The rear brake hose attaches to the solid brake line using included clips and a clamp to hold the clips in place. It's a very clean and easy set up.

The spacer was installed over the studs, and the wheel was installed and tightened down and we slowly rotated the rear wheel to make sure that nothing scraped or came in contact with the calipers. It’s a close fit, but we knew that going into this upgrade. With the proper planning and some ingenuity, we got what we were aiming for: four-wheel disc brakes.

Final Steps To Being Roadworthy

It would be difficult to have a kit for every application, so we are aware that there might be the need for some custom fabrication, as with any custom install.

Although the Pro Driver Series was not specifically designed for 15-inch wheels, we were able to make a few modifications to get them to work for us. Chichester told us, “It would be difficult to have a kit for every application, so we are aware that there might be the need for some custom fabrication, as with any custom install.” This is why proper planning is important, and installing a four-piston caliper in the rear is no exception to that rule.

After we bench bled the master cylinder with MP Brakes’ bleeder kit, we began to bleed the brakes. Starting with the furthest caliper from the master cylinder, we bled the brakes using the tried-and-true method of enlisting the help of a friend. There are two bleeder screws on each caliper because the calipers can be mounted on the right or left side. The upper screw is where you want to bleed the brakes from, because air travels up and it’s easier to bleed the air out from the top.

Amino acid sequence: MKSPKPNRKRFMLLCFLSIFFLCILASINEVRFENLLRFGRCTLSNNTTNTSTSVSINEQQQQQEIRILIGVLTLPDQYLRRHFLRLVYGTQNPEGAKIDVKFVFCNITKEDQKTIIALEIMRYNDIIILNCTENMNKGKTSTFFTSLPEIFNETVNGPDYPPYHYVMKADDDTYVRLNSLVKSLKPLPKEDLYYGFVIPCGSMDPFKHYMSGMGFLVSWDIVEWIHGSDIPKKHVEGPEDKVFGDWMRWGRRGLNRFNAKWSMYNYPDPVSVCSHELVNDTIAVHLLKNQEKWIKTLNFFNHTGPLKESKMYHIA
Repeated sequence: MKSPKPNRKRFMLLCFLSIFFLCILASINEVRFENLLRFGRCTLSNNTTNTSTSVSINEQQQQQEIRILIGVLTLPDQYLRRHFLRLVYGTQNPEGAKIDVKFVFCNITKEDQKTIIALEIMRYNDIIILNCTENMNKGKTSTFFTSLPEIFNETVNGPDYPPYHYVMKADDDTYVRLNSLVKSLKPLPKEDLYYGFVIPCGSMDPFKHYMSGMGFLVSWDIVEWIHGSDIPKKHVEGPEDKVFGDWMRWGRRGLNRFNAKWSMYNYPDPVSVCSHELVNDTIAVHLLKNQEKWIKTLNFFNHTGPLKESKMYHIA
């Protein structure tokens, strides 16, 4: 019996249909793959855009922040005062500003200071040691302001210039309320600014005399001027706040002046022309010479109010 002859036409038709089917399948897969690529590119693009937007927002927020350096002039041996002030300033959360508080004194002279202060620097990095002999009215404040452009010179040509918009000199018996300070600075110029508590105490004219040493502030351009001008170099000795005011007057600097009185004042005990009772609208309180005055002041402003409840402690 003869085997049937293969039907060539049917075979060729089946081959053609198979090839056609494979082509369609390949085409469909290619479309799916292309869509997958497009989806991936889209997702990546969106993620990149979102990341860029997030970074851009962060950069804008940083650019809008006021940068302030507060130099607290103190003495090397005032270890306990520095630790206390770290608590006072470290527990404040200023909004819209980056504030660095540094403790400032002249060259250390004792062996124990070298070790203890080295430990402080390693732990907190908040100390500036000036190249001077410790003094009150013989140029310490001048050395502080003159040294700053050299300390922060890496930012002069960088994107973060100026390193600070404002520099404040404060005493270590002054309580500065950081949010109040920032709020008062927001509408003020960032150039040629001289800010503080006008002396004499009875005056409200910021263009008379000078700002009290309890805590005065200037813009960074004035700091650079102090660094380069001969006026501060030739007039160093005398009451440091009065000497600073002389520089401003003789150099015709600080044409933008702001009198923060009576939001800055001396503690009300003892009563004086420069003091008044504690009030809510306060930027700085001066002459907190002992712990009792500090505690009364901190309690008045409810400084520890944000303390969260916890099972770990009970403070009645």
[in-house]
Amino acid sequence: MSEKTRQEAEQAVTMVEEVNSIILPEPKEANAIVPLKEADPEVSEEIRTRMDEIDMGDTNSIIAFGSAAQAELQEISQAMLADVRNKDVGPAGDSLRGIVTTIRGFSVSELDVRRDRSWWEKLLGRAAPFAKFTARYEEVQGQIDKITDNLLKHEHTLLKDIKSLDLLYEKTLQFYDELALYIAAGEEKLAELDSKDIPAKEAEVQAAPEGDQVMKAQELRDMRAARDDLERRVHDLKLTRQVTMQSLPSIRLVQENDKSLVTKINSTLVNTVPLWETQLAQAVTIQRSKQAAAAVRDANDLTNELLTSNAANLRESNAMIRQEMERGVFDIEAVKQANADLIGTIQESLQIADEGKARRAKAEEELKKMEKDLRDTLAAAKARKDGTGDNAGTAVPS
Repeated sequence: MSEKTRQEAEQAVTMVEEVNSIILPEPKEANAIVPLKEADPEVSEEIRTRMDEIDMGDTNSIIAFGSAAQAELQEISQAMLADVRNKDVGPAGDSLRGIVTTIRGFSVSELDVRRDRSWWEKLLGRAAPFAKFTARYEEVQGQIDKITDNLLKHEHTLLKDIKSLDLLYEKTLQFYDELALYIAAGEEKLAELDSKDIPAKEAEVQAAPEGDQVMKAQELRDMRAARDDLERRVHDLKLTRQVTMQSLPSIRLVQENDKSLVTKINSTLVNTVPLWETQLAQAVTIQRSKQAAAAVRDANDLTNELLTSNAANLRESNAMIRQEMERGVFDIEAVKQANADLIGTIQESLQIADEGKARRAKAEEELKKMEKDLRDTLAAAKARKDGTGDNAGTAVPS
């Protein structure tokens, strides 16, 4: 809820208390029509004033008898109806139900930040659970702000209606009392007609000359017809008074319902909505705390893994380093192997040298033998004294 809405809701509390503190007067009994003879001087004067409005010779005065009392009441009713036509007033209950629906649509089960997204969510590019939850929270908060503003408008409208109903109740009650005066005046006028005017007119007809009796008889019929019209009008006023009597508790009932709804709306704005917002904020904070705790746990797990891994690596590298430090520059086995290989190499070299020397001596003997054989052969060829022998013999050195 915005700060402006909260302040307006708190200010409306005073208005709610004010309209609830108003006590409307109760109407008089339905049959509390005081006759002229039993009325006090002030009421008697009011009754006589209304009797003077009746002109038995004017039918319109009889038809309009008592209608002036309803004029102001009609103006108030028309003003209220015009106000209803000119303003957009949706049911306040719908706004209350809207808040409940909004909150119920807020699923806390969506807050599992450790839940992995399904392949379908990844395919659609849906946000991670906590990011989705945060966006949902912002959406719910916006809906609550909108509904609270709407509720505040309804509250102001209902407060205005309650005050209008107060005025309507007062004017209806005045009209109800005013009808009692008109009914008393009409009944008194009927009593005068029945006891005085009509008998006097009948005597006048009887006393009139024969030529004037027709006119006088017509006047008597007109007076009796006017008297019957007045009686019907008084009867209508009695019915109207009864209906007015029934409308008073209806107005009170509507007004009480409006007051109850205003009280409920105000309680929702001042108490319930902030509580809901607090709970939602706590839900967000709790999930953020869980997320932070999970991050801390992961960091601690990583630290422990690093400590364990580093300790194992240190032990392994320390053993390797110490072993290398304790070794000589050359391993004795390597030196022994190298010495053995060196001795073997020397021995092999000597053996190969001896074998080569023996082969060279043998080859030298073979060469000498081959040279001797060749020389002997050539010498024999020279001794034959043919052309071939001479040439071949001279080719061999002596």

Dual bleeder screws allows this caliper to mounted right or left, leading or trailing.

Master Power provides hoses to attach to the caliper, and recommends that you pump the brakes a couple times to fill the calipers with fluid before bleeding them. We bled the air out of each caliper three times, making sure there were no more bubbles in the hose. The left front was bled last, and then the wheels were installed, the car was put back on the ground, and we began the process of bedding the pads and rotors.

Master Power also recommends that normal driving is done for the first few days to give time for the zinc coating to wear off and for proper bedding of the pads and rotors. If spirited driving is done prior to this, the rotors and pads could overheat, resulting in warped or glazed rotors, which could diminish braking performance. The bedding instructions are included, and following those instructions is paramount in order to get the best performance from your MP Brakes conversion.

Driving Impressions And Performance